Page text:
“‘God with us men,’ but with the clear distinction, with us men who know it but are always learning it afresh — and as the word of our declaration to all others, and therefore with ‘us’ other men who have always to learn it afresh because we do not yet know it, although we can know it. In this movement from a narrower to a wider usage the statement ‘God with us’ is the centre of the Christian message — and always in such a way that it is primarily a statement about God and only then and for that reason a statement about us men.”

– Barth, Church Dogmatics, IV.1.i
(This was all one paragraph in the original, but I divided it. You’re welcome.)


The craftiness of Jesus

I’m reading a draft of a new work by my friend & mentor, Warren Gage. It looks to be maybe his best work yet. Check out this paragraph:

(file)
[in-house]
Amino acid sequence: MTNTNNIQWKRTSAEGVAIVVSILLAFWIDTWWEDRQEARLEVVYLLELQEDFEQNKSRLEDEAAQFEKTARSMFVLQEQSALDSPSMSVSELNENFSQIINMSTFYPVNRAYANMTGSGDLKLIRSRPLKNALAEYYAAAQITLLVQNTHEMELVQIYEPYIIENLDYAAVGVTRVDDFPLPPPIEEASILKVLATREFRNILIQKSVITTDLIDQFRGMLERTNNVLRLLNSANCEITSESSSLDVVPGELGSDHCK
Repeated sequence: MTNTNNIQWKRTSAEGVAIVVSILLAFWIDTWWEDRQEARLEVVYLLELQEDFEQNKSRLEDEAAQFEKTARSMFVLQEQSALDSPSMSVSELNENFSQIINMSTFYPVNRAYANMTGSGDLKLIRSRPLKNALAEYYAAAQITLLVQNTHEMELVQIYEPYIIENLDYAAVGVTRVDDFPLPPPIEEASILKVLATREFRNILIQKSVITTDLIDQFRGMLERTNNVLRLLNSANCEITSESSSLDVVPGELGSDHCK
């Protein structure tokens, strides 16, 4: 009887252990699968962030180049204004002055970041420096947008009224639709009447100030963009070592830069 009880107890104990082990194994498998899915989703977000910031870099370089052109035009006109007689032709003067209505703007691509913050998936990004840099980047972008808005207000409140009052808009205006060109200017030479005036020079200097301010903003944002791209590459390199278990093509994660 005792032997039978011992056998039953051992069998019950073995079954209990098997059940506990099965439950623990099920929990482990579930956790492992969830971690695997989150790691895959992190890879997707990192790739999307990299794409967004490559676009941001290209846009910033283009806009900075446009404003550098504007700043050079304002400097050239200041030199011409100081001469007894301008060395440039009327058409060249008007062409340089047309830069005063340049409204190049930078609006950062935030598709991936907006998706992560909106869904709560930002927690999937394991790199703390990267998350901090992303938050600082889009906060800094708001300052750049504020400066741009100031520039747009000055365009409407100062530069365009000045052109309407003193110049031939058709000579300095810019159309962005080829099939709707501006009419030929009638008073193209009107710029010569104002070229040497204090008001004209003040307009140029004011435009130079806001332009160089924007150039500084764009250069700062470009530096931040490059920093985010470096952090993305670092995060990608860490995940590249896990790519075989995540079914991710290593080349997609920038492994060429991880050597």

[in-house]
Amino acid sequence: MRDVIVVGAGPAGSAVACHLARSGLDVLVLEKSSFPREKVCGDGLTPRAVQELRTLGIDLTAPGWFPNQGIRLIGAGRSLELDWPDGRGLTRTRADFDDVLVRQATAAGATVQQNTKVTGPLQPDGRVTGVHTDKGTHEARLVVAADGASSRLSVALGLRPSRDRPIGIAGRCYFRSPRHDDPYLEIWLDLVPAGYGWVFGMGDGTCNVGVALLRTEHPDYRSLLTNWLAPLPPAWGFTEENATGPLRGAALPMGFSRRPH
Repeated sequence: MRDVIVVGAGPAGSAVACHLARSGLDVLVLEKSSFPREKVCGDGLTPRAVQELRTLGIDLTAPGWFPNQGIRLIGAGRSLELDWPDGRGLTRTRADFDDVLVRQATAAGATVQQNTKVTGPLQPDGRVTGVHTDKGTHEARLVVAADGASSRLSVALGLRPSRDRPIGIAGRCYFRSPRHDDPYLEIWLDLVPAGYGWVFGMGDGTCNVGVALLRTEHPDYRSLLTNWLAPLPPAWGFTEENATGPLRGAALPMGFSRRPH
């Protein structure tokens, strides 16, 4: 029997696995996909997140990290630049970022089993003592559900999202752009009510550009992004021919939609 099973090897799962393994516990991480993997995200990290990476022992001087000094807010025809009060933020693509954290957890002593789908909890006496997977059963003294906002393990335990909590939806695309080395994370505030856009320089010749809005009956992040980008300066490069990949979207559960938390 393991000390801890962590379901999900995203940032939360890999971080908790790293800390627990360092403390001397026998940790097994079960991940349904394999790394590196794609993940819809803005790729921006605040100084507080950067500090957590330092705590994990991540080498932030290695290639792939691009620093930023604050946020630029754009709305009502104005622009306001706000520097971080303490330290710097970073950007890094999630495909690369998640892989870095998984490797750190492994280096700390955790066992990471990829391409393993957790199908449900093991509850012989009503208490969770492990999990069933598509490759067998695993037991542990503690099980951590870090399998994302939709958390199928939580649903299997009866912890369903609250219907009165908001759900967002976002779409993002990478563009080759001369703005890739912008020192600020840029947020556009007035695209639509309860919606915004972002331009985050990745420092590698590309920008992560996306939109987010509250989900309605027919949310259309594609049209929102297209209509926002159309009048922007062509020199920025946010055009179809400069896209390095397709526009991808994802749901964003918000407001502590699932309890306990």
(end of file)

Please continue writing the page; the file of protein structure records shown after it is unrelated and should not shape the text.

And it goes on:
There was a divine mystery at work in Jesus becoming like the serpent on the cross, a fact stated directly, for Paul the apostle claimed that the wisdom of God worked through a “hidden mystery” ordained before the ages, whereby the “rulers of the age” (always a periphrasis for Satan and his demons) were tricked into their own ruin. Continue reading

What does the church have to do with salvation?

‘Ask the average Christian about the relationship between “church” and “salvation,” and you are likely to get one of two answers: either (if the Christian is a rather old-fashioned Roman Catholic) that the Church is the reservoir of salvation, to which one must repair to receive grace; or (if the Christian is a rather common sort of evangelical) that salvation occurs apart from the Church, though it is a help along the way.

‘Despite the apparent differences between these two views, they are fundamentally similar. Continue reading